Almost exactly a month ago, Elon Musk introduced a room of engineers and curious consumers to a sci-fi-sounding invention made by his neurotechnology startup Neuralink: an implantable "brain chip" that will "merge biological intelligence with machine intelligence."
Per Musk's description, this chip will be installed in a person's brain by drilling a two-millimeter hole in the skull. "The interface to the chip is wireless, so you have no wires poking out of your head," he assured.
Musk argued that such devices will help humans deal with the so-called AI apocalypse, a scenario in which artificial intelligence outpaces human intelligence and takes control of the planet away from the human species. "Even in a benign AI scenario, we will be left behind," Musk warned. "But with a brain-machine interface, we can actually go along for the ride. And we can have the option of merging with AI. This is extremely important."
However, some members of the science community warn that such a device could actually lead to human beings' self-destruction before the "AI apocalypse" even comes along.
In an op-ed for The Financial Times on Tuesday, cognitive psychologist and philosopher Susan Schneider said merging human brains with AI would be "suicide for the human mind."
"The philosophical obstacles are as pressing as the technological ones," wrote Schneider, who chairs the Library of Congress and directs the AI, Mind and Society Group at the University of Connecticut.
To illustrate this point, she brought up a hypothetical scenario inspired by Australian science fiction writer Greg Egan: Imagine as soon as you are born, an AI device called the "jewel" is inserted in your brain which constantly monitors your brain's activity in order to learn how to mimic your thoughts and behaviors. By the time you are an adult, the device has perfectly "backed up" your brain and can think and behave just like you. Then, you have your original brain surgically removed and let the "jewel" be your "new brain."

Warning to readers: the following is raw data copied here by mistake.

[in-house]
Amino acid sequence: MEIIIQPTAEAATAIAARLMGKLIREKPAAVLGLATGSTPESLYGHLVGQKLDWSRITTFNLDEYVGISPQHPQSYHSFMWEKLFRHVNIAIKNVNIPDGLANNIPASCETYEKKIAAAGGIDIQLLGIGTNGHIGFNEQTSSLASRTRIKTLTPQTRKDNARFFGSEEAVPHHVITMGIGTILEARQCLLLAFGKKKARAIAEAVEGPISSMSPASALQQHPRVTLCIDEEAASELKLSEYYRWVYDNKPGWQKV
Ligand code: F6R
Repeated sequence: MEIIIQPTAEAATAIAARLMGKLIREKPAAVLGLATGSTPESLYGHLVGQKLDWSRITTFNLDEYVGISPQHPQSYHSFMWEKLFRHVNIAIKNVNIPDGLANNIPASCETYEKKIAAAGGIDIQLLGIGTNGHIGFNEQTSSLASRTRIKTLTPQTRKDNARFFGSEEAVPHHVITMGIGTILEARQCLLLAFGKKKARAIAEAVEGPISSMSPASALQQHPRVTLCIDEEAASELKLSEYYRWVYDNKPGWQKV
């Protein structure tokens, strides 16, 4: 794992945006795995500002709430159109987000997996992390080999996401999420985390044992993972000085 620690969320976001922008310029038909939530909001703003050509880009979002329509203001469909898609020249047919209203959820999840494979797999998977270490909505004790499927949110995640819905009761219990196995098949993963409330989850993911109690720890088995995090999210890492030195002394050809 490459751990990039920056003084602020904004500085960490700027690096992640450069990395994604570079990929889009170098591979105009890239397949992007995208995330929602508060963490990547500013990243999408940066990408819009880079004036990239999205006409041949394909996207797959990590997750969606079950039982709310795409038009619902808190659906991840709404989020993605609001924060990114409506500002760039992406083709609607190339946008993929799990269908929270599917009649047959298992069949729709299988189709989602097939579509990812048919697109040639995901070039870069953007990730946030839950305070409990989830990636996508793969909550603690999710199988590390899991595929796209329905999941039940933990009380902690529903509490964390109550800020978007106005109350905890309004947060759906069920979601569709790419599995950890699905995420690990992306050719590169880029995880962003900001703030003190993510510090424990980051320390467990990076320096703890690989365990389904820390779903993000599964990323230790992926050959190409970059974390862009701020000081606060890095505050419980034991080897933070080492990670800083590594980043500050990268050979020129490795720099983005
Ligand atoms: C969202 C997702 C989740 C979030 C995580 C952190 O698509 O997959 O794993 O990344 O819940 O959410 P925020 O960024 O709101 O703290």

At that point, which is the real you—your biological brain or the "jewel"?
"Because it's implausible to think that your consciousness could magically transfer to the jewel upon the destruction of your brain," Schneider reasoned, "it's more likely that at the moment you opted to remove your brain, you inadvertently killed yourself."
"This suggests a human merger with AI is ill-conceived—at least, if what is meant by that is the eventual total replacement of the brain with AI components," she continued.
In all fairness, technology is far from that technotopia where your entire brain can be "backed up" in a chip. What Musk proposes for now is using Neuralink's device to treat neurological diseases, such as such as dementia and motion disorders. Actual adoption of this device, however, will eventually be subject to FDA approvals and other regulatory reviews.
"AI-based enhancements could still be used to supplement neural activity," Schneider acknowledged. "But if they go as far as replacing normally functioning neural tissue, at some point they may end a person's life."
And once technology is advanced enough for us to choose how much of the human brain we want to be merged with AI, it will be hard to draw the line on how much is too much. "Would it be at 15% neural replacement? At 75%? Any choice seems arbitrary," Schneider wrote.